On September 30th, I had the honor to present, with my fellow judges Joanna Rudge Long and Besty Bird, the 2016 Boston-Globe Horn Book Awards to children’s book creators. Unlike many other awards, we were not given a set of criteria to base our reading and evaluation on. It was simply, look for excellent books in Picture Books, Fiction and Poetry, and Nonfiction category.
One award title for each category and up to two honored titles. The author and illustrator both receive the award in cases of an illustrated title. This year’s titles were announced in late May. You can see the program description and watch the May announcement on the Horn Book site.
On October 1st, I attended the Horn Book Colloquium at Simmons College focusing on a theme inspired by the titles we chose, with talks and panel discussions based by the winning creators. This year’s theme was Out of the Box — because, boy, did we have a hard time figuring out where to place some of our favorite books of the year!
So, the picture book winner, Jazz Day, is also poetry, and can arguably be Nonfiction, and one of the Nonfiction honored titles, Voice of Freedom, is a picture book of verses, too. There are also other out of the box endeavors by the creators.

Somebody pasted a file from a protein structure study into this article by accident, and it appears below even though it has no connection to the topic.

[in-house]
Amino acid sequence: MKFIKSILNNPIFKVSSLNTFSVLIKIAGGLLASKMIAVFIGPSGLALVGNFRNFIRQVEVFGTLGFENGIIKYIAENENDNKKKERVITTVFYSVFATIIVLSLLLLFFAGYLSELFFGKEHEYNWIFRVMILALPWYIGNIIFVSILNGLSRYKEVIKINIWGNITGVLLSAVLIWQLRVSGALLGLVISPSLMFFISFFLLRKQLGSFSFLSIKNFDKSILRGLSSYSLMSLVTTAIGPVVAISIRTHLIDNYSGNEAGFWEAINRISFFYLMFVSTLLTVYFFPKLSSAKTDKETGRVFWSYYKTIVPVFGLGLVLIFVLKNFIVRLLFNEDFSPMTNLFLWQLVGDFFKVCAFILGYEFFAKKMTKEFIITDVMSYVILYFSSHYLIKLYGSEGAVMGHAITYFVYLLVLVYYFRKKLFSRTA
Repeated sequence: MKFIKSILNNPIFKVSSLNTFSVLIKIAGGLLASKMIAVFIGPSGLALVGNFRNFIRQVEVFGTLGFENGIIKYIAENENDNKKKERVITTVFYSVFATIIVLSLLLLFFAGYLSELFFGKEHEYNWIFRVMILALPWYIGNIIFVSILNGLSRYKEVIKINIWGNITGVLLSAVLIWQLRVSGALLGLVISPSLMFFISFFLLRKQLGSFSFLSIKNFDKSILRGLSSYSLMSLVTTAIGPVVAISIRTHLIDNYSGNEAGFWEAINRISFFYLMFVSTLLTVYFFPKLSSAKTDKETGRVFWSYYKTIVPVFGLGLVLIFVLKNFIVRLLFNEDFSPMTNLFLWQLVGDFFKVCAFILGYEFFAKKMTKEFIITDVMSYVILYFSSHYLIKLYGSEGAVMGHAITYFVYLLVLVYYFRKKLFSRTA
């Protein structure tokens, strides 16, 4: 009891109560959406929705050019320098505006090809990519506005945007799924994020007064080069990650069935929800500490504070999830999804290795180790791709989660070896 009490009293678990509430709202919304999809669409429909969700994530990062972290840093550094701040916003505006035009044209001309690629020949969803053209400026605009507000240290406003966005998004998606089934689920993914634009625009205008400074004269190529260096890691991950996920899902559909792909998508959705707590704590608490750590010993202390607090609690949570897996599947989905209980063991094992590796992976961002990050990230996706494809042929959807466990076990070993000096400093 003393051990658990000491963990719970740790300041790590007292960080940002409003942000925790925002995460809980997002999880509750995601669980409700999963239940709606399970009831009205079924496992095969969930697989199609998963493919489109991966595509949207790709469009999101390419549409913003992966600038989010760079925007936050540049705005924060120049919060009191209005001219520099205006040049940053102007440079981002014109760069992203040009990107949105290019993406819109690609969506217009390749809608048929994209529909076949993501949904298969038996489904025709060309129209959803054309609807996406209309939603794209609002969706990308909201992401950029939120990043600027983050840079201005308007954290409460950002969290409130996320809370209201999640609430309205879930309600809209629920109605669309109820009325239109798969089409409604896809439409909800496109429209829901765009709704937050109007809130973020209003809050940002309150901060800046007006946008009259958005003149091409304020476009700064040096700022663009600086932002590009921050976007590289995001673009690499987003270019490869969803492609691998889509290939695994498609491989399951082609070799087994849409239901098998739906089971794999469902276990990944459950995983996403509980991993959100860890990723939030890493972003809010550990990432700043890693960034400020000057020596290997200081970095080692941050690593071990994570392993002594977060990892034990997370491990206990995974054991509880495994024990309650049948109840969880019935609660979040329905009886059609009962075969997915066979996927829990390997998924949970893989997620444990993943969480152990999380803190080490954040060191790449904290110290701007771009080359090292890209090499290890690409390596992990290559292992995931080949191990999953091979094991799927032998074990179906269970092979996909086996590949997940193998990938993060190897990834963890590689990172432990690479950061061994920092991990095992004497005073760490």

As part of the program for the day, I had the honor to interview Ekua Holmes and Carole Boston Weatherford, illustrator and author, of Voice of Freedom: Fannie Lou Hamer: The Spirit of the Civil Rights Movement.
We discussed many topics about the book and about their craft and when I asked both of them what they would like to see published more for children, these are their answers – and I paraphrase grossly here:
Weatherford: I’d like to see more lesser known people of color movers and shakers profiled for children. We probably don’t need one more book on Martin Luther King Junior or Harriet Tubman; but we definitely need to tell stories of others who paved the roads and blazed the trails for us through extremely difficult times and against all odds.
Holmes: I’d like to see more books about just the daily miracles of any child of color — their lived experiences and they can be quite bright and fulfilling, full of art, music, beauty, and happiness. We need to tell these stories!
I agree with both of them. Let’s have a fuller exploration of the past; don’t make it rosy, and don’t hide the ugly spots. But let’s also fully represent the present. There are definitely struggles and dark moments, but we must also celebrate and acknowledge the love and support that many children experience in their own families and communities.
And let’s make sure that multiple and differed perspectives and voices from the seemingly homogeneous marginalized communities are heard and honored. There is room for the representation from the entire spectrum of experiences and values.